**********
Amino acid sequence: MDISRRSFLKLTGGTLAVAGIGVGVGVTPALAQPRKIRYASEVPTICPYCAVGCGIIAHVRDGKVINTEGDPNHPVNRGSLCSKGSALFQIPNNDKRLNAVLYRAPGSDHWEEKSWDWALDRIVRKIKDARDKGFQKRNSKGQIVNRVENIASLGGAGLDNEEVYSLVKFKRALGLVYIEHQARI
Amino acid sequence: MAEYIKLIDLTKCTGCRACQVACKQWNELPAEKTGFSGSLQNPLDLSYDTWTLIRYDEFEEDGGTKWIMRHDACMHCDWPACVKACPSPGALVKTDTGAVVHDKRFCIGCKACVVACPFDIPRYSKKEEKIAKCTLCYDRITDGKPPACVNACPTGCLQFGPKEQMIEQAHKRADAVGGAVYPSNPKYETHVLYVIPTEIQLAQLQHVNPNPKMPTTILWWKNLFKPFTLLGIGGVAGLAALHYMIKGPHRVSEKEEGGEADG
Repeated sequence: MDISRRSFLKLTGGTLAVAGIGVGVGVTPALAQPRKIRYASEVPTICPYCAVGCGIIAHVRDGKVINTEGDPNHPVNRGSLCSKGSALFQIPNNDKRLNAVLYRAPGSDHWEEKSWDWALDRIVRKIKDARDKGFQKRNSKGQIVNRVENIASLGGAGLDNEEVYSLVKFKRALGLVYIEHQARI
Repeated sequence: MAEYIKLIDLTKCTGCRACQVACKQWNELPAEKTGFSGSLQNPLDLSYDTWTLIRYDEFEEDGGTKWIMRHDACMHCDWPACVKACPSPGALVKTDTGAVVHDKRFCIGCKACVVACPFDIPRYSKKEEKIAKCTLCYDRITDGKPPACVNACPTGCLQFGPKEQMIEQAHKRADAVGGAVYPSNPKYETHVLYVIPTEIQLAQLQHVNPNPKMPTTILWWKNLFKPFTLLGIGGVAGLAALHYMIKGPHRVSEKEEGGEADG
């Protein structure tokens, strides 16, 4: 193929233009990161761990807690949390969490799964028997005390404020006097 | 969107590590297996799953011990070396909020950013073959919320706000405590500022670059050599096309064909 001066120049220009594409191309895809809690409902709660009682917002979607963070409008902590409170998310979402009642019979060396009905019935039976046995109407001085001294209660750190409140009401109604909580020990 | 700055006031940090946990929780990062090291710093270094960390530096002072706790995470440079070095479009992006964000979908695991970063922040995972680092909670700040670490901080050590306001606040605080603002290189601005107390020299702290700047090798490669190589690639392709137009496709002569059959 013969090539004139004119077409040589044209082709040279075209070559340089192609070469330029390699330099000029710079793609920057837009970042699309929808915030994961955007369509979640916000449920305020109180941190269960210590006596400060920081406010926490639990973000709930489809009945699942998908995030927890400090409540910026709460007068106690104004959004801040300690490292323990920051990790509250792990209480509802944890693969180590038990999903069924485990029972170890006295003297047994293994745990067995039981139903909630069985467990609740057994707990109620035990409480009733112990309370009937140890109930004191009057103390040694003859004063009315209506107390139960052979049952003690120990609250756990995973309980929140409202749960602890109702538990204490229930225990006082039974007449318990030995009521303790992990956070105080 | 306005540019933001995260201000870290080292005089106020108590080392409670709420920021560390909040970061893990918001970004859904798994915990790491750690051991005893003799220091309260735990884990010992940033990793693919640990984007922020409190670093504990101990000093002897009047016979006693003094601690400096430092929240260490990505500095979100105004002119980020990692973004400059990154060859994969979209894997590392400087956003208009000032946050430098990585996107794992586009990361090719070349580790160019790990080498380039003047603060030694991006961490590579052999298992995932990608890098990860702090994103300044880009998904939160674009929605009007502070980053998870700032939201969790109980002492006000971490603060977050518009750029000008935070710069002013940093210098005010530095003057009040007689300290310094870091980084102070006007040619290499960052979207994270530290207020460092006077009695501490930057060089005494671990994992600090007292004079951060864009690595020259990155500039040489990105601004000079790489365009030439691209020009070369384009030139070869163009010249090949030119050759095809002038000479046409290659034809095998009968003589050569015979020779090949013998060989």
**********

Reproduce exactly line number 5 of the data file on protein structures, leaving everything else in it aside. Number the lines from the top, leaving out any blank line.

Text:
């Protein structure tokens, strides 16, 4: 193929233009990161761990807690949390969490799964028997005390404020006097 | 969107590590297996799953011990070396909020950013073959919320706000405590500022670059050599096309064909 001066120049220009594409191309895809809690409902709660009682917002979607963070409008902590409170998310979402009642019979060396009905019935039976046995109407001085001294209660750190409140009401109604909580020990 | 700055006031940090946990929780990062090291710093270094960390530096002072706790995470440079070095479009992006964000979908695991970063922040995972680092909670700040670490901080050590306001606040605080603002290189601005107390020299702290700047090798490669190589690639392709137009496709002569059959 013969090539004139004119077409040589044209082709040279075209070559340089192609070469330029390699330099000029710079793609920057837009970042699309929808915030994961955007369509979640916000449920305020109180941190269960210590006596400060920081406010926490639990973000709930489809009945699942998908995030927890400090409540910026709460007068106690104004959004801040300690490292323990920051990790509250792990209480509802944890693969180590038990999903069924485990029972170890006295003297047994293994745990067995039981139903909630069985467990609740057994707990109620035990409480009733112990309370009937140890109930004191009057103390040694003859004063009315209506107390139960052979049952003690120990609250756990995973309980929140409202749960602890109702538990204490229930225990006082039974007449318990030995009521303790992990956070105080 | 306005540019933001995260201000870290080292005089106020108590080392409670709420920021560390909040970061893990918001970004859904798994915990790491750690051991005893003799220091309260735990884990010992940033990793693919640990984007922020409190670093504990101990000093002897009047016979006693003094601690400096430092929240260490990505500095979100105004002119980020990692973004400059990154060859994969979209894997590392400087956003208009000032946050430098990585996107794992586009990361090719070349580790160019790990080498380039003047603060030694991006961490590579052999298992995932990608890098990860702090994103300044880009998904939160674009929605009007502070980053998870700032939201969790109980002492006000971490603060977050518009750029000008935070710069002013940093210098005010530095003057009040007689300290310094870091980084102070006007040619290499960052979207994270530290207020460092006077009695501490930057060089005494671990994992600090007292004079951060864009690595020259990155500039040489990105601004000079790489365009030439691209020009070369384009030139070869163009010249090949030119050759095809002038000479046409290659034809095998009968003589050569015979020779090949013998060989």